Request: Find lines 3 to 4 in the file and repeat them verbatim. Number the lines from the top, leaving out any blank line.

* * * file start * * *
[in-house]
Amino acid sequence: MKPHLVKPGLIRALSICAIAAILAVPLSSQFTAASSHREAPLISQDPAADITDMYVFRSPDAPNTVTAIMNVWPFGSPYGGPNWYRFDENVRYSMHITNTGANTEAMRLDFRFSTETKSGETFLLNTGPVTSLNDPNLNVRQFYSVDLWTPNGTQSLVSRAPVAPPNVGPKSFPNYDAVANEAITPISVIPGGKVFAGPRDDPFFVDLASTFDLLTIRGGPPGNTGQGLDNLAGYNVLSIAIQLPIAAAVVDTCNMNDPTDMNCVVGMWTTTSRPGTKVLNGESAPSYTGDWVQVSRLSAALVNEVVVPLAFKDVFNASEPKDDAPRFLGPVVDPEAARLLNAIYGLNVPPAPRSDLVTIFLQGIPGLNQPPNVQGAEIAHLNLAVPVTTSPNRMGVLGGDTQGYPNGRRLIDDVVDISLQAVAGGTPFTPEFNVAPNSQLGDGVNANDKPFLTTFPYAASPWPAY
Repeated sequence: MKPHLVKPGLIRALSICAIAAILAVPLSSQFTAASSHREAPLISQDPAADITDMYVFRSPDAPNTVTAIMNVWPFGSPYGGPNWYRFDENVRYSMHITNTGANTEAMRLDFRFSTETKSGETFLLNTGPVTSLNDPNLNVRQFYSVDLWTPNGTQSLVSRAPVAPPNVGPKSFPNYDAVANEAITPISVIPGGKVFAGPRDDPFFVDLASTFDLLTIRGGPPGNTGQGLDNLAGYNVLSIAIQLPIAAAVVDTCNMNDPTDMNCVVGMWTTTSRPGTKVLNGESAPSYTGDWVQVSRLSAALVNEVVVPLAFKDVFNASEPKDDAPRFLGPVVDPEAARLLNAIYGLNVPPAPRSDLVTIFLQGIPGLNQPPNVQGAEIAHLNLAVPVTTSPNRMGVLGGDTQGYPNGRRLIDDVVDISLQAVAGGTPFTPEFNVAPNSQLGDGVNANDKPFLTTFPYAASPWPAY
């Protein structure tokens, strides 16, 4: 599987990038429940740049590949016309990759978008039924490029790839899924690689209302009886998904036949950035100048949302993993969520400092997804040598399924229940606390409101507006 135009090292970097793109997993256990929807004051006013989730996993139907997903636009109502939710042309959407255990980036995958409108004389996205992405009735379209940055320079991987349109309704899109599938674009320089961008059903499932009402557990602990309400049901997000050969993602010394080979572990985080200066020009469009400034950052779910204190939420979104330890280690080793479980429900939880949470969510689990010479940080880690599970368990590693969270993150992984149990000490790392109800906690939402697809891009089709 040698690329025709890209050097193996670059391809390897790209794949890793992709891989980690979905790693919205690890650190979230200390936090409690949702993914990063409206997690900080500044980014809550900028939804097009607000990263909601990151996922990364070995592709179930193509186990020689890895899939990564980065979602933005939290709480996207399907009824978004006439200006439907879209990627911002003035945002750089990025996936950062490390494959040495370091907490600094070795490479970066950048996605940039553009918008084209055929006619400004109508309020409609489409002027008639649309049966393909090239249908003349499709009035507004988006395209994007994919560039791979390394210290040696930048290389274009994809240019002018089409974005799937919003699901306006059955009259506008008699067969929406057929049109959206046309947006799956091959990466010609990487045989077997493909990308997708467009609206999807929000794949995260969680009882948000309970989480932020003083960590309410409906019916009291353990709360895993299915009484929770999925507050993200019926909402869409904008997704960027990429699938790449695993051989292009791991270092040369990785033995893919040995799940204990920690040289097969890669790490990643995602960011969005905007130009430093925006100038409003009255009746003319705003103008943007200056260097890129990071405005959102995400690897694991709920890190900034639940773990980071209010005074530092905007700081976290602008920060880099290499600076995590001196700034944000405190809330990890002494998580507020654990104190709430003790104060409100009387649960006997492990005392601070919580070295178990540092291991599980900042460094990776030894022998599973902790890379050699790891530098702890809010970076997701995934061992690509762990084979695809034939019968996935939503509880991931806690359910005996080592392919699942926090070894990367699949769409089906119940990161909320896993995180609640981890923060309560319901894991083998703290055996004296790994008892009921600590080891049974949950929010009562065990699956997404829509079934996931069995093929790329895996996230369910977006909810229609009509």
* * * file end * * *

Repeated sequence: MKPHLVKPGLIRALSICAIAAILAVPLSSQFTAASSHREAPLISQDPAADITDMYVFRSPDAPNTVTAIMNVWPFGSPYGGPNWYRFDENVRYSMHITNTGANTEAMRLDFRFSTETKSGETFLLNTGPVTSLNDPNLNVRQFYSVDLWTPNGTQSLVSRAPVAPPNVGPKSFPNYDAVANEAITPISVIPGGKVFAGPRDDPFFVDLASTFDLLTIRGGPPGNTGQGLDNLAGYNVLSIAIQLPIAAAVVDTCNMNDPTDMNCVVGMWTTTSRPGTKVLNGESAPSYTGDWVQVSRLSAALVNEVVVPLAFKDVFNASEPKDDAPRFLGPVVDPEAARLLNAIYGLNVPPAPRSDLVTIFLQGIPGLNQPPNVQGAEIAHLNLAVPVTTSPNRMGVLGGDTQGYPNGRRLIDDVVDISLQAVAGGTPFTPEFNVAPNSQLGDGVNANDKPFLTTFPYAASPWPAY
């Protein structure tokens, strides 16, 4: 599987990038429940740049590949016309990759978008039924490029790839899924690689209302009886998904036949950035100048949302993993969520400092997804040598399924229940606390409101507006 135009090292970097793109997993256990929807004051006013989730996993139907997903636009109502939710042309959407255990980036995958409108004389996205992405009735379209940055320079991987349109309704899109599938674009320089961008059903499932009402557990602990309400049901997000050969993602010394080979572990985080200066020009469009400034950052779910204190939420979104330890280690080793479980429900939880949470969510689990010479940080880690599970368990590693969270993150992984149990000490790392109800906690939402697809891009089709 040698690329025709890209050097193996670059391809390897790209794949890793992709891989980690979905790693919205690890650190979230200390936090409690949702993914990063409206997690900080500044980014809550900028939804097009607000990263909601990151996922990364070995592709179930193509186990020689890895899939990564980065979602933005939290709480996207399907009824978004006439200006439907879209990627911002003035945002750089990025996936950062490390494959040495370091907490600094070795490479970066950048996605940039553009918008084209055929006619400004109508309020409609489409002027008639649309049966393909090239249908003349499709009035507004988006395209994007994919560039791979390394210290040696930048290389274009994809240019002018089409974005799937919003699901306006059955009259506008008699067969929406057929049109959206046309947006799956091959990466010609990487045989077997493909990308997708467009609206999807929000794949995260969680009882948000309970989480932020003083960590309410409906019916009291353990709360895993299915009484929770999925507050993200019926909402869409904008997704960027990429699938790449695993051989292009791991270092040369990785033995893919040995799940204990920690040289097969890669790490990643995602960011969005905007130009430093925006100038409003009255009746003319705003103008943007200056260097890129990071405005959102995400690897694991709920890190900034639940773990980071209010005074530092905007700081976290602008920060880099290499600076995590001196700034944000405190809330990890002494998580507020654990104190709430003790104060409100009387649960006997492990005392601070919580070295178990540092291991599980900042460094990776030894022998599973902790890379050699790891530098702890809010970076997701995934061992690509762990084979695809034939019968996935939503509880991931806690359910005996080592392919699942926090070894990367699949769409089906119940990161909320896993995180609640981890923060309560319901894991083998703290055996004296790994008892009921600590080891049974949950929010009562065990699956997404829509079934996931069995093929790329895996996230369910977006909810229609009509």